The Paris Exposition is seen as one of the most important events to take place in 1937 if only because it brought together forty-four nations side-by-side in goodwill. The Expo took place ... See full summary »
In this wartime MGM short, the Devil makes mischief with the U.S. economy. It's 5 months since the U.S. entered World War II and Adolf Hitler telephones the Devil for his help. No problem, ... See full summary »
The Paris Exposition is seen as one of the most important events to take place in 1937 if only because it brought together forty-four nations side-by-side in goodwill. The Expo took place along the banks of the Seine, using many existing landmarks. Each national pavilion was provided and designed by the country in question, symbolizing some important aspect of that country. Pavilions of French colonies were also well represented. Lighter fare at the Expo included demonstrations of water skiing on the Seine, performances of cultural dances native to specific countries, and the on-going spectacle of the Fountain of Peace located at the base of the Eiffel Tower. Written by
[a panoramic view of Paris from the top of the Eiffel Tower unfolds]
The Paris Exposition was undoubtedly one of the most important events that happened in the year of nineteen hundred and thirty-seven, if for no other reason than the fact that it brought together, for the first time in the history of world expositions, the official flags of 44 nations, which wave side by side in a spirit of international goodwill. With unbiased minds, therefore, let us review this modern spectacle,...
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This is one of MGM's "Traveltalks" with James A. FitzPatrick - just a couple of years before Nazis were trying to make themselves feel at home there. This is a brief look at the Paris Exhibition of 1937, which included pavilions of other European nations that would be invaded by the Nazis even sooner than France.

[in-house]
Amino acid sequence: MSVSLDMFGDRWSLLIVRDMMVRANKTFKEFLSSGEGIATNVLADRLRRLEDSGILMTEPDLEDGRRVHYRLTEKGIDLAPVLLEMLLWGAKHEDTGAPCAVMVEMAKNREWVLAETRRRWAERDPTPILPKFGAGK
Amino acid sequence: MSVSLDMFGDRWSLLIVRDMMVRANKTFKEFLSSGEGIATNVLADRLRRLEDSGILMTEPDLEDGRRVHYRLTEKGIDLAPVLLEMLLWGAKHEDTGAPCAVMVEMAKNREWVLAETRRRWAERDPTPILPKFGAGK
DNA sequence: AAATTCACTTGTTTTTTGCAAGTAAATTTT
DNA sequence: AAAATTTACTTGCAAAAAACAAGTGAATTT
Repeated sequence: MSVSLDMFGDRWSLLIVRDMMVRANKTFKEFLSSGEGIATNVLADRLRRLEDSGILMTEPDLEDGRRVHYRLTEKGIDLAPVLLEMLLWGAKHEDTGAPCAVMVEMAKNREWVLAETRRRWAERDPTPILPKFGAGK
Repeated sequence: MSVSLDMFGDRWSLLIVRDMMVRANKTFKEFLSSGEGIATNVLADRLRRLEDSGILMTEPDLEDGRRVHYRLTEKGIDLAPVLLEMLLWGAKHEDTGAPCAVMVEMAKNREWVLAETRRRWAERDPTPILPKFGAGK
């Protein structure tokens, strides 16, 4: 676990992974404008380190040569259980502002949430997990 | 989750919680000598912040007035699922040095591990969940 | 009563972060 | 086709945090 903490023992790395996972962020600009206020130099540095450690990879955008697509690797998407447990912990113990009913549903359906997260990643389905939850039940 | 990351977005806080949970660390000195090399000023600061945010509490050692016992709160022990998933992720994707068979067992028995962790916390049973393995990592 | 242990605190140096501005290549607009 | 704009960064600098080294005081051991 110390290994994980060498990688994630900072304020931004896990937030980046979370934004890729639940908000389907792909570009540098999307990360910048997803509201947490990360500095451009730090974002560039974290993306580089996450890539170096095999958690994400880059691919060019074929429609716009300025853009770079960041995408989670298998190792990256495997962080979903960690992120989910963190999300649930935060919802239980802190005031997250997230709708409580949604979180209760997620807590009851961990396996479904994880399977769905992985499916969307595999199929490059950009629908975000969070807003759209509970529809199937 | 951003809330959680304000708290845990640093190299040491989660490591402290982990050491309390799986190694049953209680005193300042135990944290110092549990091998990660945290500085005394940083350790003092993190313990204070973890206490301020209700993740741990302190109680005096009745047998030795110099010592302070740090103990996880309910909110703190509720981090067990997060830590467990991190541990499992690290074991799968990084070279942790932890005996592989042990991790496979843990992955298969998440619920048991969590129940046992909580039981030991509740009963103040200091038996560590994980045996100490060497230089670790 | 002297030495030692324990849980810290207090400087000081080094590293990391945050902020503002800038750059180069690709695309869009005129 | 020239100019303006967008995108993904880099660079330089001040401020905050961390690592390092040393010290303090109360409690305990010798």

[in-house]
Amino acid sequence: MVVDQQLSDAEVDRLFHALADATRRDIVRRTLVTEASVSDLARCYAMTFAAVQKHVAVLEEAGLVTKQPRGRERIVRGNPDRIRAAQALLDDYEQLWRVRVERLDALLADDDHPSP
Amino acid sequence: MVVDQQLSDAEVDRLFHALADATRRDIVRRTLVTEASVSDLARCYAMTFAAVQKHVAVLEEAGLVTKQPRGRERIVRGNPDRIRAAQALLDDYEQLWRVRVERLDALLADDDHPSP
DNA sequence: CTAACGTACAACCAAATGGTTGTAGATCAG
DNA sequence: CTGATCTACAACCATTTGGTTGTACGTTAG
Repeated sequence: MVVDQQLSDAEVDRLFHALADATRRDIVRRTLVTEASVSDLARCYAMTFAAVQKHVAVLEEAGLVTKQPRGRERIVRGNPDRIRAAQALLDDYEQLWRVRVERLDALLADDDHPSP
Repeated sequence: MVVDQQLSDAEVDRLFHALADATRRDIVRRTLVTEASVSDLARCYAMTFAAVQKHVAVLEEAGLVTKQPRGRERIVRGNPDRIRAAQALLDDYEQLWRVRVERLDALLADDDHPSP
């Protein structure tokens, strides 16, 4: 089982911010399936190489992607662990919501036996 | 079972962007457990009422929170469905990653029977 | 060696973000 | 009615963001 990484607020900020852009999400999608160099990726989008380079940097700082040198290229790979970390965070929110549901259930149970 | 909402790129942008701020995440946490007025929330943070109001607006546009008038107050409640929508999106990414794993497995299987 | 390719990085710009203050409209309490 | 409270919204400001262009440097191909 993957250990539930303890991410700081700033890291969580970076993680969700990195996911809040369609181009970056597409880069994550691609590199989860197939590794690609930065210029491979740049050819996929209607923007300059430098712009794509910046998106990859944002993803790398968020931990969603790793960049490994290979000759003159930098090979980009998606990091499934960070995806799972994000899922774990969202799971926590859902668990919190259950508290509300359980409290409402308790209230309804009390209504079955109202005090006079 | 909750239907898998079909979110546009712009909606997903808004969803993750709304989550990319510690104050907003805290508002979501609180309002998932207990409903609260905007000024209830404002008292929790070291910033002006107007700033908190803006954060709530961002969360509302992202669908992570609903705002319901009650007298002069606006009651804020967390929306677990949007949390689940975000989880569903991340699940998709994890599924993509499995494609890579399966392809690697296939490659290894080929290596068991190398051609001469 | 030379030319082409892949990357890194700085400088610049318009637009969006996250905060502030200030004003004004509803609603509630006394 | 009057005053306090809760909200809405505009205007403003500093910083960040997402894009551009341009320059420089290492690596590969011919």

According to Mr. FitzPatrick there were 44 nations with their exhibits on the banks of the Seine, showing the "faith in the ideals of man's humanity to man" on the eve of the world witnessing man's inhumanity to man - some of which was already taking place (Japan's invasion of parts of China, Germany already having concentration camps, annexing Austria, Italy invading Ethiopia, etc.).
It is very difficult for a modern viewer to watch things like the "modern" architecture of the Czechoslovakian pavilion with the knowledge that a lot of the architecture of that former nation will most likely be destroyed over the next 6 or 7 years.
There were also interesting exhibits from former French colonies: Indochina and French West Africa, which included Senegal, Dahomey (now Benin), the Ivory Coast (Côte d'Ivoire), Mauritania, French Sudan, and other colonies. There was also the Soviet Union's exhibit which included a Stalinist statue of a man and woman worker that was, according to Mr. FitzPatrick, about 100 feet tall.
The illuminated fountains were quite beautiful as were the fireworks displays.
This appears occasionally on TCM - it's definitely worth checking out.
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